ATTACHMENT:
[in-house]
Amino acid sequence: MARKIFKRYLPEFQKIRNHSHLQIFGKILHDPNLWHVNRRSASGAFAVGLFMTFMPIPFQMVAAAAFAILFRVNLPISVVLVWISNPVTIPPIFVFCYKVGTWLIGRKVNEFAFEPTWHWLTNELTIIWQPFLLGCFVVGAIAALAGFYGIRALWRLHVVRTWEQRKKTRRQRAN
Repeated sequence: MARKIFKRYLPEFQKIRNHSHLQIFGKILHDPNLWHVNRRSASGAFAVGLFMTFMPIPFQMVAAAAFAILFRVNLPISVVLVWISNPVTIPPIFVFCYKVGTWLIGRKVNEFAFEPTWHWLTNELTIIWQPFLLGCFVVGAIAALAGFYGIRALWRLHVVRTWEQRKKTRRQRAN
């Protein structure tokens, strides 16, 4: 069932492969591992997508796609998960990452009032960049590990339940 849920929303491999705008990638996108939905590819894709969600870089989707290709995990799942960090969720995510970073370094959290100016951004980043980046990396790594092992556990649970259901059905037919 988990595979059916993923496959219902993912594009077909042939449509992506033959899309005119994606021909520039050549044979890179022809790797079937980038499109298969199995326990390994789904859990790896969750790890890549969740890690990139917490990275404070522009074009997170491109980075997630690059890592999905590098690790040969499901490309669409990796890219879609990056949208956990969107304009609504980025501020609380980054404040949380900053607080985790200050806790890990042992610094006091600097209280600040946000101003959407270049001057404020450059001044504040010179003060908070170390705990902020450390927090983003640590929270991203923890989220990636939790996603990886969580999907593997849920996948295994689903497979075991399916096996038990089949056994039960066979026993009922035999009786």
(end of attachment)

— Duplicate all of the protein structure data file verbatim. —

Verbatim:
[in-house]
Amino acid sequence: MARKIFKRYLPEFQKIRNHSHLQIFGKILHDPNLWHVNRRSASGAFAVGLFMTFMPIPFQMVAAAAFAILFRVNLPISVVLVWISNPVTIPPIFVFCYKVGTWLIGRKVNEFAFEPTWHWLTNELTIIWQPFLLGCFVVGAIAALAGFYGIRALWRLHVVRTWEQRKKTRRQRAN
Repeated sequence: MARKIFKRYLPEFQKIRNHSHLQIFGKILHDPNLWHVNRRSASGAFAVGLFMTFMPIPFQMVAAAAFAILFRVNLPISVVLVWISNPVTIPPIFVFCYKVGTWLIGRKVNEFAFEPTWHWLTNELTIIWQPFLLGCFVVGAIAALAGFYGIRALWRLHVVRTWEQRKKTRRQRAN
């Protein structure tokens, strides 16, 4: 069932492969591992997508796609998960990452009032960049590990339940 849920929303491999705008990638996108939905590819894709969600870089989707290709995990799942960090969720995510970073370094959290100016951004980043980046990396790594092992556990649970259901059905037919 988990595979059916993923496959219902993912594009077909042939449509992506033959899309005119994606021909520039050549044979890179022809790797079937980038499109298969199995326990390994789904859990790896969750790890890549969740890690990139917490990275404070522009074009997170491109980075997630690059890592999905590098690790040969499901490309669409990796890219879609990056949208956990969107304009609504980025501020609380980054404040949380900053607080985790200050806790890990042992610094006091600097209280600040946000101003959407270049001057404020450059001044504040010179003060908070170390705990902020450390927090983003640590929270991203923890989220990636939790996603990886969580999907593997849920996948295994689903497979075991399916096996038990089949056994039960066979026993009922035999009786």